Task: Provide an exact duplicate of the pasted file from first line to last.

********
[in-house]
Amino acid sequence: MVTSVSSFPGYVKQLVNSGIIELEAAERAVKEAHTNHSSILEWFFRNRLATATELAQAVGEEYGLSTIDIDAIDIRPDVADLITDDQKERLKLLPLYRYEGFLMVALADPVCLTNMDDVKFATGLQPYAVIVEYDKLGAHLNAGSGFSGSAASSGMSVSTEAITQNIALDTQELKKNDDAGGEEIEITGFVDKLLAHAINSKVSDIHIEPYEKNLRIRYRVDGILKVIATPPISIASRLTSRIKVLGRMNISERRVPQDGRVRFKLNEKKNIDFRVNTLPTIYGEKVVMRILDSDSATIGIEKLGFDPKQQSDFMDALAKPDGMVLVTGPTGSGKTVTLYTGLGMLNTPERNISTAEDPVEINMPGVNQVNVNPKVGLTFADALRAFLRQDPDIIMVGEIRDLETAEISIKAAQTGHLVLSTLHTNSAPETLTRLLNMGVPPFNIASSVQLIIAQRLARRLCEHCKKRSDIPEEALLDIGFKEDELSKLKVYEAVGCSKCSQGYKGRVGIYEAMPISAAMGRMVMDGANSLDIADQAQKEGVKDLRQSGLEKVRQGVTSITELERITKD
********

[in-house]
Amino acid sequence: MVTSVSSFPGYVKQLVNSGIIELEAAERAVKEAHTNHSSILEWFFRNRLATATELAQAVGEEYGLSTIDIDAIDIRPDVADLITDDQKERLKLLPLYRYEGFLMVALADPVCLTNMDDVKFATGLQPYAVIVEYDKLGAHLNAGSGFSGSAASSGMSVSTEAITQNIALDTQELKKNDDAGGEEIEITGFVDKLLAHAINSKVSDIHIEPYEKNLRIRYRVDGILKVIATPPISIASRLTSRIKVLGRMNISERRVPQDGRVRFKLNEKKNIDFRVNTLPTIYGEKVVMRILDSDSATIGIEKLGFDPKQQSDFMDALAKPDGMVLVTGPTGSGKTVTLYTGLGMLNTPERNISTAEDPVEINMPGVNQVNVNPKVGLTFADALRAFLRQDPDIIMVGEIRDLETAEISIKAAQTGHLVLSTLHTNSAPETLTRLLNMGVPPFNIASSVQLIIAQRLARRLCEHCKKRSDIPEEALLDIGFKEDELSKLKVYEAVGCSKCSQGYKGRVGIYEAMPISAAMGRMVMDGANSLDIADQAQKEGVKDLRQSGLEKVRQGVTSITELERITKD